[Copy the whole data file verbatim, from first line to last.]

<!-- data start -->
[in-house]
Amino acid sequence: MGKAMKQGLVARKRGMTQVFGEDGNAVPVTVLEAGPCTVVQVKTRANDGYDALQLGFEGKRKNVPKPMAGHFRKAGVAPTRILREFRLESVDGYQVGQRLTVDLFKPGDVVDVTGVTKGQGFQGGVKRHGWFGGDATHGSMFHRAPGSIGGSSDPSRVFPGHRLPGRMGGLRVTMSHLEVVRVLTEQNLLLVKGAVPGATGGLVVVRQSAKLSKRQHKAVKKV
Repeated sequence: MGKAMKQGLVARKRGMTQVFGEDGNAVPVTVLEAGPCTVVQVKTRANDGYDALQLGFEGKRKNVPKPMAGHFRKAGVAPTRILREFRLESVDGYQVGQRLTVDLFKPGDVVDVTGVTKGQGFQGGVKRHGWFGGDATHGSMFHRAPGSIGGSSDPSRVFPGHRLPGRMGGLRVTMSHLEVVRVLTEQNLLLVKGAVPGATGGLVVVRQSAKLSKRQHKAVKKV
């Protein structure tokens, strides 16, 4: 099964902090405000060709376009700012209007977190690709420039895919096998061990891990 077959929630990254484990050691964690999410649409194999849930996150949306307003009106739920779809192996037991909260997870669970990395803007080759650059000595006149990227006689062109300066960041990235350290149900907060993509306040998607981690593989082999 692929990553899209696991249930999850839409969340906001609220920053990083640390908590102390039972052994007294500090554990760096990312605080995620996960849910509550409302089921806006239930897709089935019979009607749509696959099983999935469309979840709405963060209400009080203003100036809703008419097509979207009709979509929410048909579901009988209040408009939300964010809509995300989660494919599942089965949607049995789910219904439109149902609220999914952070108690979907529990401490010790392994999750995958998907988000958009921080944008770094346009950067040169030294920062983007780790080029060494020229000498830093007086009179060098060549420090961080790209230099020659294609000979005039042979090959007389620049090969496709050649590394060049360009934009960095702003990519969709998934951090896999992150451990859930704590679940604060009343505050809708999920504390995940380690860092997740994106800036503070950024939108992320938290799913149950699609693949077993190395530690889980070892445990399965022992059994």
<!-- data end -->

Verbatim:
[in-house]
Amino acid sequence: MGKAMKQGLVARKRGMTQVFGEDGNAVPVTVLEAGPCTVVQVKTRANDGYDALQLGFEGKRKNVPKPMAGHFRKAGVAPTRILREFRLESVDGYQVGQRLTVDLFKPGDVVDVTGVTKGQGFQGGVKRHGWFGGDATHGSMFHRAPGSIGGSSDPSRVFPGHRLPGRMGGLRVTMSHLEVVRVLTEQNLLLVKGAVPGATGGLVVVRQSAKLSKRQHKAVKKV
Repeated sequence: MGKAMKQGLVARKRGMTQVFGEDGNAVPVTVLEAGPCTVVQVKTRANDGYDALQLGFEGKRKNVPKPMAGHFRKAGVAPTRILREFRLESVDGYQVGQRLTVDLFKPGDVVDVTGVTKGQGFQGGVKRHGWFGGDATHGSMFHRAPGSIGGSSDPSRVFPGHRLPGRMGGLRVTMSHLEVVRVLTEQNLLLVKGAVPGATGGLVVVRQSAKLSKRQHKAVKKV
């Protein structure tokens, strides 16, 4: 099964902090405000060709376009700012209007977190690709420039895919096998061990891990 077959929630990254484990050691964690999410649409194999849930996150949306307003009106739920779809192996037991909260997870669970990395803007080759650059000595006149990227006689062109300066960041990235350290149900907060993509306040998607981690593989082999 692929990553899209696991249930999850839409969340906001609220920053990083640390908590102390039972052994007294500090554990760096990312605080995620996960849910509550409302089921806006239930897709089935019979009607749509696959099983999935469309979840709405963060209400009080203003100036809703008419097509979207009709979509929410048909579901009988209040408009939300964010809509995300989660494919599942089965949607049995789910219904439109149902609220999914952070108690979907529990401490010790392994999750995958998907988000958009921080944008770094346009950067040169030294920062983007780790080029060494020229000498830093007086009179060098060549420090961080790209230099020659294609000979005039042979090959007389620049090969496709050649590394060049360009934009960095702003990519969709998934951090896999992150451990859930704590679940604060009343505050809708999920504390995940380690860092997740994106800036503070950024939108992320938290799913149950699609693949077993190395530690889980070892445990399965022992059994």